Introduction to Blindess (06:52)
Rosemary Mahoney describes her journey from being uncomfortable with and frightened of blindness, to learning about and being so inspired by blind people that she wrote a book about it. She was skeptical about interacting with blind people, but at the school for the blind in Tibet, she met Sabriye Tenberken, who struck her as confident, capable, and intuitive.
Identity and Misconceptions of Blindness (07:34)
Through working with blind people, Mahoney has learned how much information from her other senses she misses because of her dependency on vision. Sabine Kastner explains that a third of the brain is involved in vision and most people create their identity based on their visual perception. Tenberken has always been a visual person, despite losing her sight at the age of nine.
Brain Rewiring: Benefits of Blindness (08:54)
Tenberken explains that blindness does not mean darkness, and in contrast the world becomes more colorful; though she went through denial at first, acceptance of her blindness led to living more fully. With fewer distractions she could focus, solve problems, and memorize better. Kastner explains that the brains of blind people reorganize, developing new cognitive functions in what was the visual cortex.
Using Senses to Visualize the World (06:51)
Tenberken describes how she uses her hearing in new ways to reconstruct the spatial map of her surroundings. Through synesthesia she connects numbers and letters with colors, and dates with patterns—this connection has allowed her to maintain visual memories and her visual imagination.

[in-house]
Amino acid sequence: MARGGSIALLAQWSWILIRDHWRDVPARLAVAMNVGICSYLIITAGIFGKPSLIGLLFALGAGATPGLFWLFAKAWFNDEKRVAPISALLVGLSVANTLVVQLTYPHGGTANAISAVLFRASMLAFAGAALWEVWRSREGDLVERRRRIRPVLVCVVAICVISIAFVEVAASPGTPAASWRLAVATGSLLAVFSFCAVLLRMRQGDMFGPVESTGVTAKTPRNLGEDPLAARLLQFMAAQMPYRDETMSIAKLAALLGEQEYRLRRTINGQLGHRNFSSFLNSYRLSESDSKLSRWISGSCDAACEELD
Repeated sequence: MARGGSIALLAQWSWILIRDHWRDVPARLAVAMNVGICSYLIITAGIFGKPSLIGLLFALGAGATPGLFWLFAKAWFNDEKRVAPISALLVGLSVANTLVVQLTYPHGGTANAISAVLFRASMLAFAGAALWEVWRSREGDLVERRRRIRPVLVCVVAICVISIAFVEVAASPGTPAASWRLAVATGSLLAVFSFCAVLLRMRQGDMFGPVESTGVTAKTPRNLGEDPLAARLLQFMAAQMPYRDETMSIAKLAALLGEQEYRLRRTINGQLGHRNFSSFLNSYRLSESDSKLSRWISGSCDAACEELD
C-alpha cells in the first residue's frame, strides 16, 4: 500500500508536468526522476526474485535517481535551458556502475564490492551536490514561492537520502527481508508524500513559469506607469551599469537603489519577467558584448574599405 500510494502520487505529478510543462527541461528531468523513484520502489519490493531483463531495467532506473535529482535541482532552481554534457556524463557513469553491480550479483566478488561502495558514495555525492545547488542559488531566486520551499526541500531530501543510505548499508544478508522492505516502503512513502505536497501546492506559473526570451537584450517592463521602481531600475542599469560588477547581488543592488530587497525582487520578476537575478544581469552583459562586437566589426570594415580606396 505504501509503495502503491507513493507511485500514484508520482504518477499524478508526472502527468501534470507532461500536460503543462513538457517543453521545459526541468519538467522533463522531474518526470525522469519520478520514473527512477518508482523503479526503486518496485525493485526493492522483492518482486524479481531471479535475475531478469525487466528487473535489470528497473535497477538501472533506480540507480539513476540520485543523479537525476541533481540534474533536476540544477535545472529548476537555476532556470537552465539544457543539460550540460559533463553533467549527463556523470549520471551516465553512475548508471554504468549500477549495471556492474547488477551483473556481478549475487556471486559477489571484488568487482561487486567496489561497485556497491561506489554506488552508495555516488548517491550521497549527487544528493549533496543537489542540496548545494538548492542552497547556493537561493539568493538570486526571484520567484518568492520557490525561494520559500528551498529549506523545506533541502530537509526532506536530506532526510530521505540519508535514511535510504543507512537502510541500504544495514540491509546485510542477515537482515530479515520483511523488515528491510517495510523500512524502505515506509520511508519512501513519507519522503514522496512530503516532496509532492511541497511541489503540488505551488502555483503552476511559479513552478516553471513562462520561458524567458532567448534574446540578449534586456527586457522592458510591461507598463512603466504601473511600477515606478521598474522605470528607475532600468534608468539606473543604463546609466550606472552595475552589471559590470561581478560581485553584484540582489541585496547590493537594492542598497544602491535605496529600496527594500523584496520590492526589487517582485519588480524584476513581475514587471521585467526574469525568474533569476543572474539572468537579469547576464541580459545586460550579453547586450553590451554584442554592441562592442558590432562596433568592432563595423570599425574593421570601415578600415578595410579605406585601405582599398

Navigation and Gratitude (07:06)
Mahoney describes a blind pianist who sees or visualizes the world, while another identifies people by their voices rather than their faces. Many people struggle with blindness, but Tenberken argues that it is a gift once one accepts it. She describes a gathering in darkness which she organizes for new people at her school, and how variously people cope with it.
Education for Blind People (05:36)
Tenberken reflects that her optimistic upbringing helped her overcome the depression, discrimination, and self-pity involved in going blind. She attended a school for the blind which taught self-confidence and placed high expectations on students to achieve. At the school in Tibet, Tenberken passes on this training and empowerment to the blind children.
Habitual Actions of the Blind (04:36)
Mahoney describes the "blindisms" of a pianist she met, arguing that these characteristics have perpetuated the idea that blind people are stupid, increasing discrimination. Tenberken agrees that blind children should be trained early on to behave acceptably, though they might be struggling to release pent-up energy. Kastner speculates whether these actions may have an important function in making up for missed sensations.
Blindness and Mindfulness (03:42)
Mahoney recounts the story of John Hull, who experienced improved brain functioning and a higher sense of consciousness after going blind in his forties. Though Tenberken does not practice meditation, she argues that focusing in each moment is a kind of meditation which she has to do throughout her day. Mahoney expresses a new appreciation for blindness and how it can be a positive experience.
Credits: The Social Worker for the Blind (00:03)
Credits: The Social Worker for the Blind
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